If you decide to go the 2-rod route, rig up the baitfish rod thusly. Slide a plastic Slido up your mainline, and then slide one 6 mm bead up the mainline before tying the mainline off to a barrel swivel.
You will then want to use a 4-1/2-foot, 2-hook mooching leader with a round cork bobber slid about one-third of the way up the leader. Tie the bottom of the leader to the end of the barrel swivel, hook up an anchovy to the 2-hook rigging, snap a 6-ounce pyramid sinker onto the bottom of your slider and let 'er fly.
The purpose of the bobber is to keep the anchovy about 1 to 2-feet above the bottom, which keeps the crabs and critters from eating your baitfish and allows the salmon (which are swimming near the bottom) to engulf your offering.
In all reasonability, most people will not be using 2 rods clear up at the Harbor Water Intake, which is difficult enough to tend to only one rod. But the Highway 101 bridge up to the north and south jetty is a fair stretch of water for 2-rod trollers or for bank anglers deploying the methods suggested previously.
Try and keep your lures as close to the bottom as possible. I like to use a lift-drop method, where I will lift the lure up about 5 feet, and then let it flutter back to the bottom. Most of my strikes come as the lure is fluttering back to the bottom on-the-drop.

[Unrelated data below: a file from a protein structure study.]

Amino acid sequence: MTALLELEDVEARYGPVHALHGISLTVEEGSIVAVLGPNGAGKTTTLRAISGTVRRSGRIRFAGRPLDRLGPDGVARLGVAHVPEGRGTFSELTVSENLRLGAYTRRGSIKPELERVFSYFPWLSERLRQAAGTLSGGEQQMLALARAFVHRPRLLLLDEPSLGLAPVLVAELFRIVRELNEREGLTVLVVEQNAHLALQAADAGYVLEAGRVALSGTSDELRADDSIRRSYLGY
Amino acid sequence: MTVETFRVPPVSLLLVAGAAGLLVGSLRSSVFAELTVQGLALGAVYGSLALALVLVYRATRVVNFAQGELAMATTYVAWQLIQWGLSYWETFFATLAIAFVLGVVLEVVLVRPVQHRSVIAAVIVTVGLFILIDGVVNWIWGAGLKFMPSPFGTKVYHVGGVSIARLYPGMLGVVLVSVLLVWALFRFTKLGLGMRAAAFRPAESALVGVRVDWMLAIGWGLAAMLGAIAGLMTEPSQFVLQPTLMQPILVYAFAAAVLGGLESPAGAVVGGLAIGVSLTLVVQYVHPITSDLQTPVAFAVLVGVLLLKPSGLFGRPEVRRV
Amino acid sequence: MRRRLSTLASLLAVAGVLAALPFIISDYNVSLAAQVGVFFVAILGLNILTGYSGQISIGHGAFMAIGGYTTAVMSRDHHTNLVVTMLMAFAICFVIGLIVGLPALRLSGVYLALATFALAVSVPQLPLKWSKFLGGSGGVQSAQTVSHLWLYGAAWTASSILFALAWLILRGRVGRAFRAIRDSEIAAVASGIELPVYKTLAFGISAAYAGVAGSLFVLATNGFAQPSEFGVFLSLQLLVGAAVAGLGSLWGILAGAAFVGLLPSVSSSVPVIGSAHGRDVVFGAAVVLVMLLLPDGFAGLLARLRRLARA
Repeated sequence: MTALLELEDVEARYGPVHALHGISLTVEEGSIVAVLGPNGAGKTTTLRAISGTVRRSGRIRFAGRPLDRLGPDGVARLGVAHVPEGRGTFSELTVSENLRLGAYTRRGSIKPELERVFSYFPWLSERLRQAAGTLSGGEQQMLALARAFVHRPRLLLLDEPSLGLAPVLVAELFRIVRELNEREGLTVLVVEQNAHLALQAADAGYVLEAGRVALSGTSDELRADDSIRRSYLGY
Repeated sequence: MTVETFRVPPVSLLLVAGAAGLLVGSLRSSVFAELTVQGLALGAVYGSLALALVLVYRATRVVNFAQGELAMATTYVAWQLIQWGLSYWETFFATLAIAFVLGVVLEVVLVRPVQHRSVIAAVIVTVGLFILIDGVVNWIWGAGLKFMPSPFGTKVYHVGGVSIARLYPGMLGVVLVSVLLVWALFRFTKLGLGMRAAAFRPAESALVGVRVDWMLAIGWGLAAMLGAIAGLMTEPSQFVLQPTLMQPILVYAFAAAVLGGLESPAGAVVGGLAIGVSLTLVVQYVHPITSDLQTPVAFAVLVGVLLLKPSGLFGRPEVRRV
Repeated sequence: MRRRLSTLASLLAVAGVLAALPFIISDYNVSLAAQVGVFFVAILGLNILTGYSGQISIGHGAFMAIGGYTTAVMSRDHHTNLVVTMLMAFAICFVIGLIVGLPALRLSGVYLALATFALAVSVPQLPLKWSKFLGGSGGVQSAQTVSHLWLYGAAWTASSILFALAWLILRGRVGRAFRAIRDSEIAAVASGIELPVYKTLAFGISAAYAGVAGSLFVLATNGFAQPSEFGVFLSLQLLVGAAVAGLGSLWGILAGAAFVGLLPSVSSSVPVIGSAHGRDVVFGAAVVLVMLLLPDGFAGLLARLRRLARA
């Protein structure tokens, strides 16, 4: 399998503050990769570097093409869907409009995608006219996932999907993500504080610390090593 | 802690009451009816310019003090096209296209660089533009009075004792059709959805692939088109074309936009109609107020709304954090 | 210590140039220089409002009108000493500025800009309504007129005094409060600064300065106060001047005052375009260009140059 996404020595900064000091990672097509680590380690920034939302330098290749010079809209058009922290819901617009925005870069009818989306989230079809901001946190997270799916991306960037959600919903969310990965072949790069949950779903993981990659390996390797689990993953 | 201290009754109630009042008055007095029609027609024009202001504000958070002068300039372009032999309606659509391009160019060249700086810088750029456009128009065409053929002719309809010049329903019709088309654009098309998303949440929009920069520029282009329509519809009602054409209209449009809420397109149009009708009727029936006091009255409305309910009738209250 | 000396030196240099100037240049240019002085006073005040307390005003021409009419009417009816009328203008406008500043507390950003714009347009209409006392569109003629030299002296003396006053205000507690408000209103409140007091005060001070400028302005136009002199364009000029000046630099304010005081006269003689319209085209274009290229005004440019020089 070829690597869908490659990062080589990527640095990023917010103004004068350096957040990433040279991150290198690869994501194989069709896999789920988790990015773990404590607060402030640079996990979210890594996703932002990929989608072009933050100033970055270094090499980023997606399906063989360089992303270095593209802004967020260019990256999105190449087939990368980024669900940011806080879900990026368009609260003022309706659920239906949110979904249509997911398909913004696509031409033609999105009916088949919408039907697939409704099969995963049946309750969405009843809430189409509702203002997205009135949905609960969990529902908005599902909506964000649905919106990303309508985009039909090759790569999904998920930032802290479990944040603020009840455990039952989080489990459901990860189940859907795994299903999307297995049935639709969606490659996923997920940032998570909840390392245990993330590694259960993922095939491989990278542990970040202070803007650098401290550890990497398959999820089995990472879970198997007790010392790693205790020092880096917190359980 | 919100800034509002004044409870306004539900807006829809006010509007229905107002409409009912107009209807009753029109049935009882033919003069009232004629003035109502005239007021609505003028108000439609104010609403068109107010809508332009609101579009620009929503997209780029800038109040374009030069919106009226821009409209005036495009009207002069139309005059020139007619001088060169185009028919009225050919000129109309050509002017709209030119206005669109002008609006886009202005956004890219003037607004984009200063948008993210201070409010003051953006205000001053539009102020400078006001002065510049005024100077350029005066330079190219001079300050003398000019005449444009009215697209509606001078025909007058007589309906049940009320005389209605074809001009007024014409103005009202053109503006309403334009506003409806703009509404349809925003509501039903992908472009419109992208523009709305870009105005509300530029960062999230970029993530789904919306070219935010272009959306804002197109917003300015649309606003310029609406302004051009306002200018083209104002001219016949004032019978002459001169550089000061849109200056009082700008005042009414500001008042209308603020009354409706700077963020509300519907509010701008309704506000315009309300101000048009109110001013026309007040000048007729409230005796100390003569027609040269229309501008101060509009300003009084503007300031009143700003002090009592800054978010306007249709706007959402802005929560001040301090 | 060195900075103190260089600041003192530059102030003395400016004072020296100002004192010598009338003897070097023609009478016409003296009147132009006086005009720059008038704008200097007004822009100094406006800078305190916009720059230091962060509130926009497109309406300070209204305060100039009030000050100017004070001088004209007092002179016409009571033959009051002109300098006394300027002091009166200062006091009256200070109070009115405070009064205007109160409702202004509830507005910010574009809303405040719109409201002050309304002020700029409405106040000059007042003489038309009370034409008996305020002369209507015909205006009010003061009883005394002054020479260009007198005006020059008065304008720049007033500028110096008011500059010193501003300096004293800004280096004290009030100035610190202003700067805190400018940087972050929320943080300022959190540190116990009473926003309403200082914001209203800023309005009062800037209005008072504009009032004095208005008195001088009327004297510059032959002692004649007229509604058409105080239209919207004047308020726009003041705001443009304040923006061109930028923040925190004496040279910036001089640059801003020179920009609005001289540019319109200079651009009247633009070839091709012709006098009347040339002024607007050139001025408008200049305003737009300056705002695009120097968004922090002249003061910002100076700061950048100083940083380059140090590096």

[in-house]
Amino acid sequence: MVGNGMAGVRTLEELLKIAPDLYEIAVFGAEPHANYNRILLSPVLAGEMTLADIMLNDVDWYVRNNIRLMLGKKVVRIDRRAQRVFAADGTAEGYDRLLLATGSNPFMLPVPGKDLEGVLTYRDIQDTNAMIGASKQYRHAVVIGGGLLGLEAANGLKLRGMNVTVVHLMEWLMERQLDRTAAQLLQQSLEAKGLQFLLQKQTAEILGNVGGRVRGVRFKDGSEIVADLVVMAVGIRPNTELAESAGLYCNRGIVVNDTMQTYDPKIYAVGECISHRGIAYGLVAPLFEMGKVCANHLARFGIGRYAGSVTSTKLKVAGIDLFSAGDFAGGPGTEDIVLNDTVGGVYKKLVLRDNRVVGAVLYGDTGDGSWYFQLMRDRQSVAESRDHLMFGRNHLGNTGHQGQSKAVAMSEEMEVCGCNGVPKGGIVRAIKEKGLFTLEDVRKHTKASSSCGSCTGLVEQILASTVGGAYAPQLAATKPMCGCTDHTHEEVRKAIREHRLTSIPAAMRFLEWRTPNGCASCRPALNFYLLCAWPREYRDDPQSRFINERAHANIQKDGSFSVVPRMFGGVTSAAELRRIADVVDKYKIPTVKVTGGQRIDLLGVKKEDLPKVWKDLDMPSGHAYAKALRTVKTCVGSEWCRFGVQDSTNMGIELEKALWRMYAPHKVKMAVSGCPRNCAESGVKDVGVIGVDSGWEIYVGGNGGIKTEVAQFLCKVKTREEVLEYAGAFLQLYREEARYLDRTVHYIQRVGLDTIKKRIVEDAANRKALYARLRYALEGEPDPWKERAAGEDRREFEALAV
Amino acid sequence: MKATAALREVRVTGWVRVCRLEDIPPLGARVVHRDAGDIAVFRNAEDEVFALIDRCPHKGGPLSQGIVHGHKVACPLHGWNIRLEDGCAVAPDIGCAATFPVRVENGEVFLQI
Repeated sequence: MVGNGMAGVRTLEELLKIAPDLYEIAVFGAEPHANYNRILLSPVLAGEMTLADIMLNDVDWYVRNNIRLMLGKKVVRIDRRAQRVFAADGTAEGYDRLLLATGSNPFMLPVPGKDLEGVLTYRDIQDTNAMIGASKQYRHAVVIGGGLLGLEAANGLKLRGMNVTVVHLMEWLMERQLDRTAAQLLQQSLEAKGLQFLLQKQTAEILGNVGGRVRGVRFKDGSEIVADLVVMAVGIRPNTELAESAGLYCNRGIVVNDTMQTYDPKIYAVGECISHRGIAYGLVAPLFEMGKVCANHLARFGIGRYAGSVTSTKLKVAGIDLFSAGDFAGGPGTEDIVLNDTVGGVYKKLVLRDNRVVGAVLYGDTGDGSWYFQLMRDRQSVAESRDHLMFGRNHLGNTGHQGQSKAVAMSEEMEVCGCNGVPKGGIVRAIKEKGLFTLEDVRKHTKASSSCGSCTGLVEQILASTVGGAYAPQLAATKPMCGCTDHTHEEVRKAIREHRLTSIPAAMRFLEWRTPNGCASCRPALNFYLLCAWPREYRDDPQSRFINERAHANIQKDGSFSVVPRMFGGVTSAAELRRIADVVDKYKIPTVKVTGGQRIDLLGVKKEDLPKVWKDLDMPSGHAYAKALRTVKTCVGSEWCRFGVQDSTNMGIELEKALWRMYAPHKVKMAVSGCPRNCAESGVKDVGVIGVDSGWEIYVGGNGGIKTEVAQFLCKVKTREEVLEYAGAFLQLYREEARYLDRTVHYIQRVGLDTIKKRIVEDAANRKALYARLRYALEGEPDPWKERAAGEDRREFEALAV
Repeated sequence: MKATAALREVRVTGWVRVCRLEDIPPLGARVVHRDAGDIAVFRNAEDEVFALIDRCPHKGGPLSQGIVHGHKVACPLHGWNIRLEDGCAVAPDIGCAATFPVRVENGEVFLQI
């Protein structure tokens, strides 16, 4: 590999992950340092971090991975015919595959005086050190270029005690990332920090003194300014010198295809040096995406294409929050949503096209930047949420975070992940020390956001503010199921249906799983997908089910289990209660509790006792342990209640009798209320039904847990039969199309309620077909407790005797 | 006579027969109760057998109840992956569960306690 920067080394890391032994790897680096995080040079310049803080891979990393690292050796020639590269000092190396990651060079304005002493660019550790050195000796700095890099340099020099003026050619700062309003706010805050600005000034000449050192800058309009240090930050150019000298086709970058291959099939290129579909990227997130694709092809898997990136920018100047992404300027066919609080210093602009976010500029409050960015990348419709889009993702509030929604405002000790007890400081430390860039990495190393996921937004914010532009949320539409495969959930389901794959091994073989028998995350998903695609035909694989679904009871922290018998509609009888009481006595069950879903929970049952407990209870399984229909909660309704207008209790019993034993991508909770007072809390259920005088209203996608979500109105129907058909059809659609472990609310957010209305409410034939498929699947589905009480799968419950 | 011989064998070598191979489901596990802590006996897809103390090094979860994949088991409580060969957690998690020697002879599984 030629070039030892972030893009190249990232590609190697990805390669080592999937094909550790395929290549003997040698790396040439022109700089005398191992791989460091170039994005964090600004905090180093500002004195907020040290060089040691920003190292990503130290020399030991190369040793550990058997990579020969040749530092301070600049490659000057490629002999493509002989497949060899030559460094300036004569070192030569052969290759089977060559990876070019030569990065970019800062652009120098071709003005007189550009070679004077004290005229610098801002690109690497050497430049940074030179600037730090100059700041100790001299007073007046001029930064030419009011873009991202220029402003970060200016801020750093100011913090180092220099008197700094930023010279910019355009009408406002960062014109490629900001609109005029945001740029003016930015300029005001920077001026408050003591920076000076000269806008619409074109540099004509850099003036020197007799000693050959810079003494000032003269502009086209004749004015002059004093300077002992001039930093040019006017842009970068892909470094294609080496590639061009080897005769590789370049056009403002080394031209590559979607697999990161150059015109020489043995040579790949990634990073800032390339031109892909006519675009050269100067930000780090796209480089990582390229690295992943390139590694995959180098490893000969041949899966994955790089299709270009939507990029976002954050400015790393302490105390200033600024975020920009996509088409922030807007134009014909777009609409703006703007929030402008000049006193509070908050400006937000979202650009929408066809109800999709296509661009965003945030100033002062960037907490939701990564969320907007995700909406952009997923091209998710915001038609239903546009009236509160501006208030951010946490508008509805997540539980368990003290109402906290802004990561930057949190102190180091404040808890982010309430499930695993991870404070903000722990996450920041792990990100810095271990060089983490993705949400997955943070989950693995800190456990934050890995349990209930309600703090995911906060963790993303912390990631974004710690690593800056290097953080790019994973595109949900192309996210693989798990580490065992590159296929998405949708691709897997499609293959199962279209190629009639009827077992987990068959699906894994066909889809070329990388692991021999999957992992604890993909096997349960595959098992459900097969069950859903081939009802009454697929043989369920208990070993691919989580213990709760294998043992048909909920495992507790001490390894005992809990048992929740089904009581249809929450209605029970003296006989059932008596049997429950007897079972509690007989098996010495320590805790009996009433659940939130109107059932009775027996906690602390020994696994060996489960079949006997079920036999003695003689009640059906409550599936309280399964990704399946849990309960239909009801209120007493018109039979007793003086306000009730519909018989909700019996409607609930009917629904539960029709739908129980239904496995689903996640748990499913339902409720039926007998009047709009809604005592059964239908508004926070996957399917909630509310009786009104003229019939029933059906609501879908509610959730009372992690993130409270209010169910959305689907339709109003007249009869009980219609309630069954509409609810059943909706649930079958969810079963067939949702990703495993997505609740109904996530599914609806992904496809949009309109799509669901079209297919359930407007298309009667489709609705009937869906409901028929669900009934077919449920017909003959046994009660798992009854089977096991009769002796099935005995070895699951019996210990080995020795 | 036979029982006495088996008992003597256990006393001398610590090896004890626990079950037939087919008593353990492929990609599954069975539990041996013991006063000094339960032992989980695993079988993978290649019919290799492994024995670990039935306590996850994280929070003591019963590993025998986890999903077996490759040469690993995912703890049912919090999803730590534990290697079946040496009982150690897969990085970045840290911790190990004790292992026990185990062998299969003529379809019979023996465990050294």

Earlier in the week when northwest winds were howling offshore, a few crabbers who unloaded their pots in shallower and less windy venues were rewarded with limits or near limits of Dungeness crab in 25- to 35-foot depths of water.
Ladies and gentlemen, these are some of the largest dungies I've ever seen, with many of the crustaceans measuring between 7 and 8 inches wide.
With windy seas earlier in the week, the bottomfishing was sketchy at best. But toward the middle of the week, the ocean started flattening out, and calm seas once again beckoned bottomfishing anglers to catch limits of rockfish and lingcod.
This calm ocean water may continue through Saturday, September 17. The National Weather Service is predicting "variable winds less than 5 kt becoming NW 5 to 7 kt in the afternoon" on Saturday, with a "mixed swell...WNW 2 ft and W 2 ft". Wind waves are predicted to be 2 feet.
But the National Weather Service is predicting that ocean swells will gradually pick up over the weekend. So keep your eyes and ears peeled to the National Weather Service forecasts because this is the time of year when the NWS forecasts can do an abrupt turnaround, and this coming week very well might be conducive for good bottom fishing off the coast of Brookings-Harbor.
Larry Ellis, author, writer, columnist and photographer has had a 50-year passion for fishing in California and Oregon's saltwater and freshwater venues. He is a well-known writer for Oregon, Washington and California Fishing and Hunting News, Northwest Sportsman, California Sportsman and Pacific Coast Sportfishing. He currently writes monthly for Salmon Trout Steelheader Magazine, and is the author of two books, "Plug Fishing for Salmon" and "Buoy 10, the World's Largest Salmon Run." Both books can be bought from Amato Publications (amatobooks.com), Amazon and eBay. Ellis particularly loves living in his hometown of Brookings, Oregon - The heart of salmon country and gateway to fishing paradise.